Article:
Natural hazards

  • Article
    | Open Access

    Anticrack propagation in snow results from the mixed-mode failure and collapse of a buried weak layer and can lead to slab avalanches. Here, authors reproduce the complex dynamics of anticrack propagation observed in field experiments using a Material Point Method with large strain elastoplasticity.

    • J. Gaume
    • , T. Gast
    •  & C. Jiang
  • Article
    | Open Access

    Earthquakes rarely affect hydrothermal systems in non-magmatic context. Here the authors report outbursts of CO2 and hydrothermal disturbances triggered by the 2015 Nepal earthquake, revealing high sensitivity of Himalayan hydrothermal systems to co-, post- and possibly pre- seismic deformation.

    • Frédéric Girault
    • , Lok Bijaya Adhikari
    •  & Frédéric Perrier
  • Review Article
    | Open Access

    Eruptive styles at a single volcano may transition from explosive to effusive behaviour (or vice versa) at any given time. This review examines the underlying controls on eruptive styles such as magma viscosity, degassing and conduit geometry at volcanoes with silicic compositions.

    • Mike Cassidy
    • , Michael Manga
    •  & Olivier Bachmann
  • Article
    | Open Access

    Societal exposure to large fires has been increasing in recent years and fire forecasting is required for fire management strategies. Here the authors use seasonal climate models to provide skilful predictions of global fire activity.

    • Marco Turco
    • , Sonia Jerez
    •  & Antonello Provenzale
  • Article
    | Open Access

    Volatile contents in melt inclusions can be used to unravel magma migration and degassing. Here, the authors use olivine chronometry and melt inclusion data from the 2008 Llaima eruption and find that magma intrusion occurred 4 years before the eruption and reached a depth of 3–4 km, 6 months before the eruption.

    • Dawn C. S. Ruth
    • , Fidel Costa
    •  & Eliza S. Calder
  • Article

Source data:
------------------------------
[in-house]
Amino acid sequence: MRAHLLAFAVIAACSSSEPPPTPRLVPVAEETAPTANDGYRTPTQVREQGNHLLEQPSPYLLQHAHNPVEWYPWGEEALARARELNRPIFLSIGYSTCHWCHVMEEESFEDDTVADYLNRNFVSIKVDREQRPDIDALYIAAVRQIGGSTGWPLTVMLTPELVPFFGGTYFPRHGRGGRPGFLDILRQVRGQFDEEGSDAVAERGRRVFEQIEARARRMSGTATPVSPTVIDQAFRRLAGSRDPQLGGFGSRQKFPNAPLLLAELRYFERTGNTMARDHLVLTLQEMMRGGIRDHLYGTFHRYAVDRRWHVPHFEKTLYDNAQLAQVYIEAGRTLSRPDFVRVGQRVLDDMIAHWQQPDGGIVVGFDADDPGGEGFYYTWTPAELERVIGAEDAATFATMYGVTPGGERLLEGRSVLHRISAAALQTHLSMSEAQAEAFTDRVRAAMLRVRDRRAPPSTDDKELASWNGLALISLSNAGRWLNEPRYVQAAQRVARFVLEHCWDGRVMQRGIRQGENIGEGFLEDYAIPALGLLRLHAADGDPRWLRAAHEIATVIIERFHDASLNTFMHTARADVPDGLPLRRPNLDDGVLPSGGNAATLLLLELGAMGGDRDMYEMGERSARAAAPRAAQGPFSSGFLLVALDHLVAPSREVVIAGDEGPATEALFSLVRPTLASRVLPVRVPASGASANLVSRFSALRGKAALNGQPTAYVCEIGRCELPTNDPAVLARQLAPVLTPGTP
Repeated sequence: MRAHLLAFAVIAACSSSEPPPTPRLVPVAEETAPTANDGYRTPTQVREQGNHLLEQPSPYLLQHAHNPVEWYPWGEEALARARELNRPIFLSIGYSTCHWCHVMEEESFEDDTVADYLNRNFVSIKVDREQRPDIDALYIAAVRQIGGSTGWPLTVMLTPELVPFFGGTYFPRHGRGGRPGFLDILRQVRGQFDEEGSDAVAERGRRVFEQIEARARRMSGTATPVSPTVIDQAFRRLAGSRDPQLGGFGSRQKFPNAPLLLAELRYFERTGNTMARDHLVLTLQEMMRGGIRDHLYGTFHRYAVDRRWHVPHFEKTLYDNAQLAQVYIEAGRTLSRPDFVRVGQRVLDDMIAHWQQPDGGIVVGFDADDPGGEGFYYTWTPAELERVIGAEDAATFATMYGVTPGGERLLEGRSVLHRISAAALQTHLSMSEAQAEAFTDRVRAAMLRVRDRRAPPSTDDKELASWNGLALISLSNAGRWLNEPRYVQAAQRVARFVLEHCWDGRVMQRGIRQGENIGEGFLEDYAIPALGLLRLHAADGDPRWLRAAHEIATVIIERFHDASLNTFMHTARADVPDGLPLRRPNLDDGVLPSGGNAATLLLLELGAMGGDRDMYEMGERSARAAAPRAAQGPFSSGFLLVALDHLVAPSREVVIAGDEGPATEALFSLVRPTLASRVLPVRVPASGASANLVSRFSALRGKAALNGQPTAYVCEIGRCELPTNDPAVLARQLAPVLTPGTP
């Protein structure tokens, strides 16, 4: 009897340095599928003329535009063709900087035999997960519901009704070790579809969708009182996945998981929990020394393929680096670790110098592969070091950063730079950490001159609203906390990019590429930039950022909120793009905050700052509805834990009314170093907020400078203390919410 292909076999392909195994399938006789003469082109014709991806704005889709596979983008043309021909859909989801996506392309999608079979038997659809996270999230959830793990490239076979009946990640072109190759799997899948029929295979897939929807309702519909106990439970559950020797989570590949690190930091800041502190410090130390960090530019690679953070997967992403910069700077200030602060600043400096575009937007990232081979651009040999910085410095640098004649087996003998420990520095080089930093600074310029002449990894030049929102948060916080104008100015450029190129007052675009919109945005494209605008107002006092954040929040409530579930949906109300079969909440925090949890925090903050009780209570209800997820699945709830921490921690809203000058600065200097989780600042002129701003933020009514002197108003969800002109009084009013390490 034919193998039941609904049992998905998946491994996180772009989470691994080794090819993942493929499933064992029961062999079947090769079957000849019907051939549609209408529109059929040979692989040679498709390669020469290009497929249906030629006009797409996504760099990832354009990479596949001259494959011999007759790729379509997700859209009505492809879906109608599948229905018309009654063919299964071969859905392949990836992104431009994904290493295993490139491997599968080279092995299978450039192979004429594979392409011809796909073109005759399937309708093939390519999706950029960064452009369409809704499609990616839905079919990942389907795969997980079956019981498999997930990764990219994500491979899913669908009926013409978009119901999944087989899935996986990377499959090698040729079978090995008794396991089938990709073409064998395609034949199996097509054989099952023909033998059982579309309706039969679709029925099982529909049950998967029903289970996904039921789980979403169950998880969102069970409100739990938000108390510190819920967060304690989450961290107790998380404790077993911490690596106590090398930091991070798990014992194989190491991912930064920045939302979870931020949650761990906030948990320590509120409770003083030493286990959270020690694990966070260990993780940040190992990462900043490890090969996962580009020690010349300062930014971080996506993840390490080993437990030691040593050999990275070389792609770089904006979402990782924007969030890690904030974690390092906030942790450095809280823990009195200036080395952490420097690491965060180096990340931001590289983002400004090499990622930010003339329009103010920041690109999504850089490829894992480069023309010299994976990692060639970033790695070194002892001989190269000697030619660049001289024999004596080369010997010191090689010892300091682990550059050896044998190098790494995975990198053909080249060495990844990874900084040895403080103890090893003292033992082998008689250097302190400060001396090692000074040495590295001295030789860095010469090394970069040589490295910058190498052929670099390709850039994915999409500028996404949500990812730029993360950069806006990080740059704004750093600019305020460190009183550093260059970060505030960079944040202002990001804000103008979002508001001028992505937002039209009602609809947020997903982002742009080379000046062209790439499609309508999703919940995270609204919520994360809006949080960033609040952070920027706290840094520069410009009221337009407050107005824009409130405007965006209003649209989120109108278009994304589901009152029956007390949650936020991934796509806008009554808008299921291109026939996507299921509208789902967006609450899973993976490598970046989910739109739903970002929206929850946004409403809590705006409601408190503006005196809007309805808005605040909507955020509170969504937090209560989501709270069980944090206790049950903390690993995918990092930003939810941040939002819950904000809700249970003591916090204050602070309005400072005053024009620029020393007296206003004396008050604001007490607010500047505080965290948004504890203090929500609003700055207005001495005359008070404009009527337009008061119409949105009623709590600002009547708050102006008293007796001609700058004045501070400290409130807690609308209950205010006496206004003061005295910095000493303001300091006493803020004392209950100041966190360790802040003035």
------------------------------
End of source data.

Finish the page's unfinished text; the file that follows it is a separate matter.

| Open Access

    Giant submarine gravity flows are a key mechanism in global sediment transport, yet their properties remain enigmatic. Here, the authors reconstruct the properties of a historic giant submarine gravity flow from deposits across the seafloor.

    • Christopher John Stevenson
    • , Peter Feldens
    •  & David Mosher
  • Article
    | Open Access

    Imaging the internal structure of faults remains challenging using conventional seismometers. Here, the authors use fibre-optic cables used for telecommunications to obtain strain data and identify faults and volcanic dykes in Iceland and suggest that fibre-optic cables could be used for hazard assessment.

    • Philippe Jousset
    • , Thomas Reinsch
    •  & Charlotte M. Krawczyk
  • Article
    | Open Access

    The West Antarctic Ice Sheet sits atop an extensional rift system with volcano-like features, yet we do not know if any of these volcanoes are active, because identifying subglacial volcanism remains a challenge. Here, the authors find evidence in helium isotopes that a large volcanic heat source is emanating from beneath the fast-melting Pine Island Ice Glacier.

    • Brice Loose
    • , Alberto C. Naveira Garabato
    •  & Karen J. Heywood
  • Article
    | Open Access

    Coral reefs provide significant coastal protection from storms but they have experienced significant losses. Here the authors show that the annual damages from flooding would double globally without reefs and they quantify where reefs provide the most protection to people and property.

    • Michael W. Beck
    • , Iñigo J. Losada
    •  & Felipe Fernández
  • Article
    | Open Access

    Flooding may cause loss of life and economic damage, therefore temporal changes need assessment. Here, the authors show that since 1870 there has been an increase in area inundated by floods in Europe, but a reduction in fatalities and economic losses, although caution that smaller floods remain underreported.

    • Dominik Paprotny
    • , Antonia Sebastian
    •  & Sebastiaan N. Jonkman
  • Article
    | Open Access

    Shallow magmatic feeder systems in monogenetic volcanic fields may determine how a volcano erupts. Here, the authors use numerical modeling to show that explosive excavation and infilling of eruptive craters affects local stress states, with feedbacks controlling sites and depths of crater-forming explosions.

    • Nicolas Le Corvec
    • , James D. Muirhead
    •  & James D. L. White
  • Article
    | Open Access

    Accumulation of interseismic strain may now be constrained by satellite observations. Here, the authors show that strain accumulation rates on the North Anatolian Fault are constant for the interseismic period indicating that lower-crustal viscosities from postseismic studies are not representative.

    • Ekbal Hussain
    • , Tim J. Wright
    •  & Andrew Hooper
  • Article
    | Open Access

    Marine heatwaves are climatic extremes with devastating and long-term impacts on marine ecosystems, fisheries and aquaculture. Here the authors use a range of ocean temperature observations to identify significant increases in marine heatwaves over the past century.

    • Eric C. J. Oliver
    • , Markus G. Donat
    •  & Thomas Wernberg
  • Article
    | Open Access